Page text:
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Baylor Scott & White Medical Center – Garland for sale 


Currently known as Baylor Scott & White Medical Center – Garland, the hospital located near the intersection of Walnut Street and Shiloh Road has served Garland under three different names since 1964. The healthcare facility recently announced that they have begun a search for a buyer to purchase and assume the facility’s operations.


The hospital opened 53 years ago as Memorial Hospital, named in memory of World War II veterans. It began as a 100-bed facility and has gone through several transformations and additions. The first was in 1970 when patient capacity was raised to 176. There were also add-ons in 1972, 1980 and 1988.


The hospital became part of the Baylor Healthcare System in 1991 and was renamed Baylor Medical Center at Garland. In 2004, the Don and Ruth Buchholz Pavilion added more than 100,000 square feet to the facility.


The current name, Baylor Scott & White Medical Center – Garland, was assigned in 2015 when the Baylor Healthcare System merged with Scott & White Healthcare.

A recent announcement on the hospital’s website revealed that the hospital is for sale.


The announcement said that they are committed to finding a new owner that will not only provide excellent care to the Garland community, but one that will also value our employees, the physicians on our medical staff and our volunteers.”


Robin Kraase, Baylor Scott & White Medical Center – Garland’s manager of Marketing and Public Relations, said that the hospital had experienced financial challenges for many years. She added that the facility had tried to be more efficient and better fit the community, but the financial problems continued.

Kraase was asked the following questions by email:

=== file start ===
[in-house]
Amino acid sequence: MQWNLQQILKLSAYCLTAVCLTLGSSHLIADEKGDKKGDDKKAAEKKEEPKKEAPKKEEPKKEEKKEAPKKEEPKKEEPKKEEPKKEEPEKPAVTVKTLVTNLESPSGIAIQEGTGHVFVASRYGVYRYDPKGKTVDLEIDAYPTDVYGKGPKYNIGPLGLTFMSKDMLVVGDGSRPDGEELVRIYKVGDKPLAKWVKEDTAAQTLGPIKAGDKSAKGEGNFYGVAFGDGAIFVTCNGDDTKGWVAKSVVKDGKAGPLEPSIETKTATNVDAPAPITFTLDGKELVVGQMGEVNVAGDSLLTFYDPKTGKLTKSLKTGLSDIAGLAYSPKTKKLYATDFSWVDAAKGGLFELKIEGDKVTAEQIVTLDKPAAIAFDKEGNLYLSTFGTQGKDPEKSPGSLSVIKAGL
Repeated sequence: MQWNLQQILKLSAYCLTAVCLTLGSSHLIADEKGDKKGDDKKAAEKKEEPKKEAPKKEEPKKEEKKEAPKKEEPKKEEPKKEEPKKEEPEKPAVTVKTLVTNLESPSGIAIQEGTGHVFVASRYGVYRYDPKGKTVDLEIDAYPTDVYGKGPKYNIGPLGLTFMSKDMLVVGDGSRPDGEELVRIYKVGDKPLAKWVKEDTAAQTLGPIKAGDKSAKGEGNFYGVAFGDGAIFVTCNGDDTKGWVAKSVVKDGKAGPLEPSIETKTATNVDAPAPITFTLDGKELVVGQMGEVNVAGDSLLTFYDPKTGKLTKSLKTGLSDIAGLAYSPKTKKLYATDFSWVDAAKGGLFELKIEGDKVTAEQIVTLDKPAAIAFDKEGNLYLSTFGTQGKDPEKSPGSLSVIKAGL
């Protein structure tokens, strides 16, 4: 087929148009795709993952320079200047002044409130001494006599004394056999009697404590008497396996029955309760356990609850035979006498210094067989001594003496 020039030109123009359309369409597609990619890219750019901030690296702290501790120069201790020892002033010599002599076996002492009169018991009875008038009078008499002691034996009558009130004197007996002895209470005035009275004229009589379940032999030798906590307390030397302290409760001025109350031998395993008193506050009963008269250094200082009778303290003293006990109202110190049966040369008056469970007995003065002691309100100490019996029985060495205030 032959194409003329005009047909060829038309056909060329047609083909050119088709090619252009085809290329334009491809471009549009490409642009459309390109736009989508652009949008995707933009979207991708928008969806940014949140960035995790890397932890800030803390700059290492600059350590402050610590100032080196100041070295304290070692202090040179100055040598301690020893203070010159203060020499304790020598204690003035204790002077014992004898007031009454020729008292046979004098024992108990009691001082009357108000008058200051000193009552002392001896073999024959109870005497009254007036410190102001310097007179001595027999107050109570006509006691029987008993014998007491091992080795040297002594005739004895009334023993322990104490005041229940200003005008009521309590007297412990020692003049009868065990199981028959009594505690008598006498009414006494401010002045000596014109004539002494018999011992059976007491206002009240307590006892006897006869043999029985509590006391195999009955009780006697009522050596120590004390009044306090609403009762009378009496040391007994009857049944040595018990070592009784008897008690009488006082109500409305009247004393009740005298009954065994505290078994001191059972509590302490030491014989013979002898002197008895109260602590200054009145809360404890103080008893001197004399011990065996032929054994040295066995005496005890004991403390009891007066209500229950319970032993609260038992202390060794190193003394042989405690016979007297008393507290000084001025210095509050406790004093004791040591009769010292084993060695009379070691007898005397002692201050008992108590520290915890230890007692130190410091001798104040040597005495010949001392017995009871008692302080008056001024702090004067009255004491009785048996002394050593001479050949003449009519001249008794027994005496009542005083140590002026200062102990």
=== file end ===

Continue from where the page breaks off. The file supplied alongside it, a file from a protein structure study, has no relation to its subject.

• You mentioned…that the hospital has had financial challenges for many years. Can you tell me what sets the Garland location apart from others that are not having financial challenges?
  • When you say “many years,” about how long do you mean?
  • What happens if a buyer cannot be found? This is a frightening prospect for many, since Garland has no other hospital.


Her answer is below:


“First and foremost, Baylor Scott & White is committed to making the best decision for the hospital and those we serve. As I mentioned on the phone, the process is underway to find a new owner that will provide excellent care to the community and value our employees and the physicians on our medical staff. Like other hospitals and health systems across the country, we are always evaluating our strategies to best meet the needs of the patients and communities we serve.


As you know, the health care system is going through a period of change, around the country and right here in our area. Please be assured that, as we move through this process, we are working to preserve what’s best for our hospital, colleagues, physicians and patients. As of today, it’s still business as usual at Baylor Scott & White Medical Center – Garland.”


The follow-up questions below were sent to Kraase May 16. She forwarded the questions to Julie Smith, director of Media Relations, Baylor Scott & White Health.


  • I was told that you are negotiating with a couple of potential buyers – is that true?
  • What is the incentive for anyone to buy the hospital? If Baylor has had what you’ve called “financial challenges,” won’t anyone else who buys it have those same challenges?
  • I’d still like to know what happens if you are unable to reach a deal with someone to buy the hospital. Will you close and leave the city without a hospital?


Smith’s answers, received May 19, are below:


“As you know, we’re still in the early stages of this process and no definitive decisions have been made; however, we are focused on identifying a new owner.  As a matter of practice, this is conducted as a confidential process and we don’t disclose the details of any discussions with potential buyers or hospital-specific financial information.


Our priority remains serving the healthcare needs of our community and identifying a new owner that will further our legacy of providing high-quality care to Garland and valuing our employees and medical staff.”


The questions remain unanswered, most importantly with no denial or confirmation whether Garland, a city with more than 225,000 residents, could be left with no hospital.